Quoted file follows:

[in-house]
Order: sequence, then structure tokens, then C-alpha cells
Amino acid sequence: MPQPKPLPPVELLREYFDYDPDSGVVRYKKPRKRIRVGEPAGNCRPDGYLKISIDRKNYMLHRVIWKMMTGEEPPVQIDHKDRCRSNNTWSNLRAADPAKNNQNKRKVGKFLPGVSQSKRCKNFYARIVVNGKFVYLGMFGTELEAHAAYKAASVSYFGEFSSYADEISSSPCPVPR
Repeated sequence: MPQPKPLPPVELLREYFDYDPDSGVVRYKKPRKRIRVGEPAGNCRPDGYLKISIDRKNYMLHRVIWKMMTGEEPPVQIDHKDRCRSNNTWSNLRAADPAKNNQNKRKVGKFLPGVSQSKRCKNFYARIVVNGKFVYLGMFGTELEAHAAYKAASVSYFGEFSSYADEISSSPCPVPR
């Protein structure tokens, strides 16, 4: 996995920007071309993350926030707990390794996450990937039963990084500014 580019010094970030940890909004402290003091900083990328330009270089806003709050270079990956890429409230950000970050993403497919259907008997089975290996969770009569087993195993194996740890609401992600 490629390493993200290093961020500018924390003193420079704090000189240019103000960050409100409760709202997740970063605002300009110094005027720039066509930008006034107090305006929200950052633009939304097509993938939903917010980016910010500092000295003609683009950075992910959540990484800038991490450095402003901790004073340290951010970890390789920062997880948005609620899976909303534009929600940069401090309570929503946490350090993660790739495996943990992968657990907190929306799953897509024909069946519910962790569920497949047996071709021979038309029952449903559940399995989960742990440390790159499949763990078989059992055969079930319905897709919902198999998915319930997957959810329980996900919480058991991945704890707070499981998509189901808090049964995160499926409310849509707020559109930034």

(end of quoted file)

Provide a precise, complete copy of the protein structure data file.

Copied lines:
[in-house]
Order: sequence, then structure tokens, then C-alpha cells
Amino acid sequence: MPQPKPLPPVELLREYFDYDPDSGVVRYKKPRKRIRVGEPAGNCRPDGYLKISIDRKNYMLHRVIWKMMTGEEPPVQIDHKDRCRSNNTWSNLRAADPAKNNQNKRKVGKFLPGVSQSKRCKNFYARIVVNGKFVYLGMFGTELEAHAAYKAASVSYFGEFSSYADEISSSPCPVPR
Repeated sequence: MPQPKPLPPVELLREYFDYDPDSGVVRYKKPRKRIRVGEPAGNCRPDGYLKISIDRKNYMLHRVIWKMMTGEEPPVQIDHKDRCRSNNTWSNLRAADPAKNNQNKRKVGKFLPGVSQSKRCKNFYARIVVNGKFVYLGMFGTELEAHAAYKAASVSYFGEFSSYADEISSSPCPVPR
């Protein structure tokens, strides 16, 4: 996995920007071309993350926030707990390794996450990937039963990084500014 580019010094970030940890909004402290003091900083990328330009270089806003709050270079990956890429409230950000970050993403497919259907008997089975290996969770009569087993195993194996740890609401992600 490629390493993200290093961020500018924390003193420079704090000189240019103000960050409100409760709202997740970063605002300009110094005027720039066509930008006034107090305006929200950052633009939304097509993938939903917010980016910010500092000295003609683009950075992910959540990484800038991490450095402003901790004073340290951010970890390789920062997880948005609620899976909303534009929600940069401090309570929503946490350090993660790739495996943990992968657990907190929306799953897509024909069946519910962790569920497949047996071709021979038309029952449903559940399995989960742990440390790159499949763990078989059992055969079930319905897709919902198999998915319930997957959810329980996900919480058991991945704890707070499981998509189901808090049964995160499926409310849509707020559109930034």